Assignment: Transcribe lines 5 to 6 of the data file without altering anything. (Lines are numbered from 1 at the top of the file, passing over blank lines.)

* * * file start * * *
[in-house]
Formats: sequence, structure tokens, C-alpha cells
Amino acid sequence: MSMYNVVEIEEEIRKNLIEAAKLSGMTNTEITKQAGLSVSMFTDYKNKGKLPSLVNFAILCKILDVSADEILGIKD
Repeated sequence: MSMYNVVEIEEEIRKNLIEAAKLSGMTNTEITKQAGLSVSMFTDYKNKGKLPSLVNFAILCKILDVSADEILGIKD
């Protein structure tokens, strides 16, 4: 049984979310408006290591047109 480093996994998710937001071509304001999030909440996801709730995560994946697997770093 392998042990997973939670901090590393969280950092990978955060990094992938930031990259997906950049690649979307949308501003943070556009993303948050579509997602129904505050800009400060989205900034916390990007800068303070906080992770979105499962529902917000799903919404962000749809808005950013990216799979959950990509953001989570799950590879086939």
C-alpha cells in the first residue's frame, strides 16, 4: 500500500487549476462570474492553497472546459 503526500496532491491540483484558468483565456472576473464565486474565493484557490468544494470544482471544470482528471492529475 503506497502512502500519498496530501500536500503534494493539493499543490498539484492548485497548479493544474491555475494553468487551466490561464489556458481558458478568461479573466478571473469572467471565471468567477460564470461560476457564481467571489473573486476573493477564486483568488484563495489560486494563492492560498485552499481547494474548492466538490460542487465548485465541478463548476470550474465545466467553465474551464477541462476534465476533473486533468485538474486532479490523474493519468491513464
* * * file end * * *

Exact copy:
């Protein structure tokens, strides 16, 4: 049984979310408006290591047109 480093996994998710937001071509304001999030909440996801709730995560994946697997770093 392998042990997973939670901090590393969280950092990978955060990094992938930031990259997906950049690649979307949308501003943070556009993303948050579509997602129904505050800009400060989205900034916390990007800068303070906080992770979105499962529902917000799903919404962000749809808005950013990216799979959950990509953001989570799950590879086939």
C-alpha cells in the first residue's frame, strides 16, 4: 500500500487549476462570474492553497472546459 503526500496532491491540483484558468483565456472576473464565486474565493484557490468544494470544482471544470482528471492529475 503506497502512502500519498496530501500536500503534494493539493499543490498539484492548485497548479493544474491555475494553468487551466490561464489556458481558458478568461479573466478571473469572467471565471468567477460564470461560476457564481467571489473573486476573493477564486483568488484563495489560486494563492492560498485552499481547494474548492466538490460542487465548485465541478463548476470550474465545466467553465474551464477541462476534465476533473486533468485538474486532479490523474493519468491513464